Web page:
Sara Moncada (Yaqui/Irish), Chief Program Officer at the Cultural Conservancy, left, and Melissa K. Nelson (Turtle Mountain Chippewa), President and CEO of the Cultural Conservancy, right, tending plants together.

A Brief History of How Los Angeles Dried Up Owens Valley’s ‘Indian Ditches’

Tribal elders and water experts offer a window into the history of water in Owens Valley and how it ran dry.

Members of two northern Paiute tribes describe the lush valley where their tribes survived for thousands of years. This changed quickly with the growing presence of settlers and the growing thirst of the city that became Los Angeles. Through a complex system of reservoirs, canals and aqueducts, the metropolis siphons and pumps unprecedented amounts of surface and groundwater, further exacerbating unresolved water rights issues that tribal members deal with on a daily basis.

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Guarding Ancestral Grounds with the Wiyot

The Wiyot tribe from present-day Humboldt County have fought a long and hard battle for recognition and restored access to their land, including regaining ownership of traditional ceremonial grounds on Tululwat, an island in Arcata Bay. When leading energy developer, Terra Gen, proposed a large wind project on a spiritual and gathering area, the Wiyot opposed the greater ecological disruption that the project would deliver and rallied the community to defeat it.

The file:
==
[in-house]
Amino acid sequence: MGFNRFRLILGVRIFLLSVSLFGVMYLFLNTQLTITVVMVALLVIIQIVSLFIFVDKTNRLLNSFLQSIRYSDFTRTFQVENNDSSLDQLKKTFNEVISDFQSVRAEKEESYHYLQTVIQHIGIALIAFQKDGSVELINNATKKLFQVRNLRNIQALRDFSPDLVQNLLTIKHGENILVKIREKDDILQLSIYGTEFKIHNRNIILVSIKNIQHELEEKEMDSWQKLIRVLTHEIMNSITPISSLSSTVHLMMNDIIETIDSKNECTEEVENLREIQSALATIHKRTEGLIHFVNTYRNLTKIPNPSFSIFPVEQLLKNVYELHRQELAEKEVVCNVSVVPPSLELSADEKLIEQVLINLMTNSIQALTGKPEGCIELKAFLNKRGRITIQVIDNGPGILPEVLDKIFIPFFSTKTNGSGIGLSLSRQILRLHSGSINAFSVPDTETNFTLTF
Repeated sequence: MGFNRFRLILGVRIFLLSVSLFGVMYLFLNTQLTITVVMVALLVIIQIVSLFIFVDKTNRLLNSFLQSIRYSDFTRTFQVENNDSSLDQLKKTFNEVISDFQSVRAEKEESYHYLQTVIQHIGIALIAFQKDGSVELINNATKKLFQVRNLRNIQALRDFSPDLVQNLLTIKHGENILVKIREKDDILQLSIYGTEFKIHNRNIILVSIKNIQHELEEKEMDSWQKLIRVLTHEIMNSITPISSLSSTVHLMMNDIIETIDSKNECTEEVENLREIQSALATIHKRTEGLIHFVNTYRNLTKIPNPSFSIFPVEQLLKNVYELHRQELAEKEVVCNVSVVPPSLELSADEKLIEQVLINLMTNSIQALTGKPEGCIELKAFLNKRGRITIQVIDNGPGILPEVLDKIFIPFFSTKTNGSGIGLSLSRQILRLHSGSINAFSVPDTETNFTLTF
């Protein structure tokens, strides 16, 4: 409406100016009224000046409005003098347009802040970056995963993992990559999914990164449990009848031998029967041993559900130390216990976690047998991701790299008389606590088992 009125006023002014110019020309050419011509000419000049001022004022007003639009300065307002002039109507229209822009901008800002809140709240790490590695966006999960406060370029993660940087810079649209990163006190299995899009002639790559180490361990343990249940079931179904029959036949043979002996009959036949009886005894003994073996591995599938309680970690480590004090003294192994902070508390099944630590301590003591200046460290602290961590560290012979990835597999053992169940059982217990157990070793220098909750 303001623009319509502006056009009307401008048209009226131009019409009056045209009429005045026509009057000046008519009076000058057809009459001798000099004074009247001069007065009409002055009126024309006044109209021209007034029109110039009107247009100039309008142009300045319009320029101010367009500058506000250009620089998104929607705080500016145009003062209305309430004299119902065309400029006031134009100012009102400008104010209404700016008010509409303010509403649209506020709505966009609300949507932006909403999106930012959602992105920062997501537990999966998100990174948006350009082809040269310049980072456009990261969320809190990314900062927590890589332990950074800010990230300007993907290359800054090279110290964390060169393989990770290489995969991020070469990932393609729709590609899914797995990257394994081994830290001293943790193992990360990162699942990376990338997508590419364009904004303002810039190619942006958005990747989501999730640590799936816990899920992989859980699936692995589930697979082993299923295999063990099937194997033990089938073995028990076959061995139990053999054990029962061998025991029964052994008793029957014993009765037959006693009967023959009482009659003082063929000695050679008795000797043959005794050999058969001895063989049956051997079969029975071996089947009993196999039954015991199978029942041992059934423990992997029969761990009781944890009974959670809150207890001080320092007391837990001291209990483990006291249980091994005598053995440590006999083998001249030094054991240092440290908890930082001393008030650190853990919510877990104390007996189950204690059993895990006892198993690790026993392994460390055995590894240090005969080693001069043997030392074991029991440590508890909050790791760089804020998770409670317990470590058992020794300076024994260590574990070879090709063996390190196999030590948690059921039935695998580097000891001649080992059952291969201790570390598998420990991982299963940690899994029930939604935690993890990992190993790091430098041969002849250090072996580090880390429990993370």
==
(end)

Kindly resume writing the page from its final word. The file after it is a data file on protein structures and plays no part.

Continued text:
• 2020-11-08T11:30:00-08:00
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  • 2020-11-11T21:30:00-08:00
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Preserving the Desert with NALC

Native peoples have long lived in the desert and their understanding of the desert’s fragility has made them one of the region’s most outspoken protectors. Today, a collaborative group of desert tribes, concerned citizens and funders have formed the Native American Land Conservancy whose central goal is to acquire, preserve and protect Native American sacred lands through protective land management, educational programs and scientific study.

  • 2020-11-15T11:30:00-08:00
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  • 2020-11-18T21:30:00-08:00
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Reclaiming Agriculture with the Yocha Dehe Wintun Nation

For the Yocha Dehe people, who have lived in California’s Capay Valley for more than 15,000 years, local food production and deep knowledge of plant diversity sustained them for millennia. Using olives, a fruit of Spanish colonization, the Yocha Dehe people are combining ecological knowledge with modern science to rethink community-centered agri-business using sustainability practices that include high-efficiency irrigation.

  • 2020-11-22T11:30:00-08:00
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  • 2020-11-25T21:30:00-08:00
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